The Nipah virus (NiV) is a zoonotic virus, which means that humans and animals can contract it. In the wild, fruit bats, sometimes referred to as flying foxes, serve as the reservoir for NiV. It is also known that the Nipah virus may infect humans and pigs. A NiV infection can result in mild to severe disease, as well as death, and is linked to encephalitis, or brain swelling. Nearly yearly outbreaks take place in several Asian countries, mostly in Bangladesh and India. Avoiding contact with sick pigs and bats in places where the virus is prevalent, as well as avoiding raw date palm sap that may have been contaminated by an infected bat, are two ways to prevent contracting the Nipah virus. In hospital settings, normal infection control procedures can aid in preventing person-to-person transmission during an outbreak.
It is known that the virus can travel from person to human, but it can also spread from animal to human, especially from bats or pigs. Moreover, fruits that have been tainted by bats might potentially spread it. It is advised by health officials that fruits be thoroughly cleaned before consumption.
Fever, headache, sore throat, cough, muscle aches, diarrhea, vomiting, seizures, and coma are some of the symptoms of this fatal virus. Sometimes those who get the virus don’t show any symptoms at all. In other circumstances, the affected individuals may have mild to severe respiratory problems. Though extremely rare, it can potentially end in lethal encephalitis.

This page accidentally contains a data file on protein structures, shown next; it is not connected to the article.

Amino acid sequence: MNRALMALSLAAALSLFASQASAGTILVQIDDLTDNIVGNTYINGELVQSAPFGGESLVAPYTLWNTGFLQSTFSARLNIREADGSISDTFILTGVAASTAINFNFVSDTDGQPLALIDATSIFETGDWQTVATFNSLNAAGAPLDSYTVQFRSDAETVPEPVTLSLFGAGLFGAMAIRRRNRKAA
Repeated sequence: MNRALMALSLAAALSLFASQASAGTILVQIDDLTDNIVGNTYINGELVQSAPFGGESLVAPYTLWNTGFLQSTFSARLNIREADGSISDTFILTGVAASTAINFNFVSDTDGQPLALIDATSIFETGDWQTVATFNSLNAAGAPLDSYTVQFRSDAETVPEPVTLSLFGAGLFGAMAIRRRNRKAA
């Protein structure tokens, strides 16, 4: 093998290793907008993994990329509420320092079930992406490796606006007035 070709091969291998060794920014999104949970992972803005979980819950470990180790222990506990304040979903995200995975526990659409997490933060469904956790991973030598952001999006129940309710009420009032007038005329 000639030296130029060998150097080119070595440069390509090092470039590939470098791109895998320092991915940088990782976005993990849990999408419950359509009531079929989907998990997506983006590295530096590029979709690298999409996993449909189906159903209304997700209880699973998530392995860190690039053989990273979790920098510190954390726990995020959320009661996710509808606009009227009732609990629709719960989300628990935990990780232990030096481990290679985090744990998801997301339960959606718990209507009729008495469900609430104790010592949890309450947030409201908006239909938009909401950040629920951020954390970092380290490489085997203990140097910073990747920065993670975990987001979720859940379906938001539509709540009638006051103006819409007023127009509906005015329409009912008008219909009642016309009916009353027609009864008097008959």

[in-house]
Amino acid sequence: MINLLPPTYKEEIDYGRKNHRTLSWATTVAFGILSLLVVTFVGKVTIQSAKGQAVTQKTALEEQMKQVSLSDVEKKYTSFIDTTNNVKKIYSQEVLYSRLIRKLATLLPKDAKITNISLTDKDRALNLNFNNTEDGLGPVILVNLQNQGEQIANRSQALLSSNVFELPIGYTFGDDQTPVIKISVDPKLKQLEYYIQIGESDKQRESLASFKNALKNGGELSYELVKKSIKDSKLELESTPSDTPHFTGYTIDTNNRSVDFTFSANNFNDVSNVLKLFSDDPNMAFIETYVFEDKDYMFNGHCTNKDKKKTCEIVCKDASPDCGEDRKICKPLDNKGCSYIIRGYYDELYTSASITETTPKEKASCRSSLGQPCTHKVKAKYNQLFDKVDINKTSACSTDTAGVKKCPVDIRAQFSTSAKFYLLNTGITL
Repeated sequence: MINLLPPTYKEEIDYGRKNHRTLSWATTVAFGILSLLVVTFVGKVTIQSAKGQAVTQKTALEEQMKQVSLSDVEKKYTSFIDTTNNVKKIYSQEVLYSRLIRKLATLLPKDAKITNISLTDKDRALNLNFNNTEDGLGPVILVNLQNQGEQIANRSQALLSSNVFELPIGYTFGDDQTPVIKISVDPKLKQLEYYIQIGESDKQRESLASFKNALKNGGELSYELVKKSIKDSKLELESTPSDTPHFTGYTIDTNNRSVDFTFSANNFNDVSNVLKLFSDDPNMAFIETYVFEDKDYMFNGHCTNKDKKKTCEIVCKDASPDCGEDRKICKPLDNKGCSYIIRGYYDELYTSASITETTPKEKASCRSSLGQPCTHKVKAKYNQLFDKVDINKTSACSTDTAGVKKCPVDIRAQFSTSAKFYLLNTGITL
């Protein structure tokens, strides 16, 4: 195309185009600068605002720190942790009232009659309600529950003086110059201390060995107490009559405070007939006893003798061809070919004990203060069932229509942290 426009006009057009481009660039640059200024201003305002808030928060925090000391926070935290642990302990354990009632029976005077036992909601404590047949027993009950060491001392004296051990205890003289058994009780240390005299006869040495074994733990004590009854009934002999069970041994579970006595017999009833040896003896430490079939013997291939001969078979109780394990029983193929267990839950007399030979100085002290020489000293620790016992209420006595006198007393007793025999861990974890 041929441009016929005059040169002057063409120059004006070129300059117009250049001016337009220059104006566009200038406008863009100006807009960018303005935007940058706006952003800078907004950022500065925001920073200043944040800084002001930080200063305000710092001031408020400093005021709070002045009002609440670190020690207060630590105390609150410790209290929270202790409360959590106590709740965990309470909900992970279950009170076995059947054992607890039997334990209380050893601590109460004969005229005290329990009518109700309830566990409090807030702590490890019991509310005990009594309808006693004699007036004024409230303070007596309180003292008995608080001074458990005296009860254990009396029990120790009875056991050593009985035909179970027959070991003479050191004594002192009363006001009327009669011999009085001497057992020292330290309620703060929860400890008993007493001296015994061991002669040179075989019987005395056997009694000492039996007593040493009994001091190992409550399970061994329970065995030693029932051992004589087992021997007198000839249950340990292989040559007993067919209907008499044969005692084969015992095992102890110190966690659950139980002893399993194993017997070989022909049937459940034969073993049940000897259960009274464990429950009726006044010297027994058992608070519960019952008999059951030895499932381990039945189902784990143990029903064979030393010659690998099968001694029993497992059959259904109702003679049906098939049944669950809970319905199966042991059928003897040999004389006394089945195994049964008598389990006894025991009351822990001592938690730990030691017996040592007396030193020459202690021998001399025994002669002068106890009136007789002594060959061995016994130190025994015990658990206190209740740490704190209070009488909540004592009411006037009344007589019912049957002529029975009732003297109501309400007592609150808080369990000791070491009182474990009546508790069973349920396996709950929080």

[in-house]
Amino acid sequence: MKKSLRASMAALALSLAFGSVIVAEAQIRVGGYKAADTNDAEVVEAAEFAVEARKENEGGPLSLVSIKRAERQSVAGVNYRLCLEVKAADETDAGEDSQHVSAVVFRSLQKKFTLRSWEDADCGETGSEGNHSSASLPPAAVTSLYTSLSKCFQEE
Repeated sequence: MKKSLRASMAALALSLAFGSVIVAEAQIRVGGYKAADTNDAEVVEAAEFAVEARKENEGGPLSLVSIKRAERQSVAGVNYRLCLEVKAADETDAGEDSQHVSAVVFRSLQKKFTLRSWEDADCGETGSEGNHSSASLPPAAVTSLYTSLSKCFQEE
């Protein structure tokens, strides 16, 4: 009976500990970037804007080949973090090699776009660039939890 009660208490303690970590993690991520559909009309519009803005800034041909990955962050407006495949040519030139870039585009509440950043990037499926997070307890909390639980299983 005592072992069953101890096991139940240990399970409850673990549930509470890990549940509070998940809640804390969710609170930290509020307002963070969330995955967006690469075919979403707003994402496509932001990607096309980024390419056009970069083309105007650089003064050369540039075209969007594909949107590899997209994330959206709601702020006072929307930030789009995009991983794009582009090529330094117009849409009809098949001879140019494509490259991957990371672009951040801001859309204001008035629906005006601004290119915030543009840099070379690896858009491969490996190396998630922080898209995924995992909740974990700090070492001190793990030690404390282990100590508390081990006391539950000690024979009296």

Since the symptoms of Nipah virus infection are vague in the early stages of the illness, diagnosis might be difficult. Medical practitioners generally utilise the real-time polymerase chain reaction (RT-PCR) and enzyme-linked immunosorbent test (ELISA) to identify the existence of a Nipah virus infection.
There are currently no medications or vaccinations specifically designed to treat Nipah virus infection. In the WHO Research and Development Blueprint, the World Health Organisation has classified the virus as a priority disease. It is advised to offer intense supportive care as a component of the treatment.
Several vaccines, including an mRNA-based vaccine. One based on a protein from the closely related Hendra virus. And another that uses a harmless vesicular stomatitis virus to deliver a Nipah virus protein. Currently undergoing clinical trials, despite the fact that there are currently no approved human vaccines or treatments for Nipah. About fifty Nipah survivors are being studied by the International Centre for Diarrheal Disease Research in Bangladesh in order to better understand the body’s reaction to the virus and aid in the development of vaccines.
The Nipah virus was discovered in 1999 amid a pandemic that affected Malaysian pig farms. Thankfully, there have been no fresh reports of cases in Malaysia. Another nation where the virus was discovered in 2001 is Bangladesh, where outbreaks have occurred almost regularly ever then.
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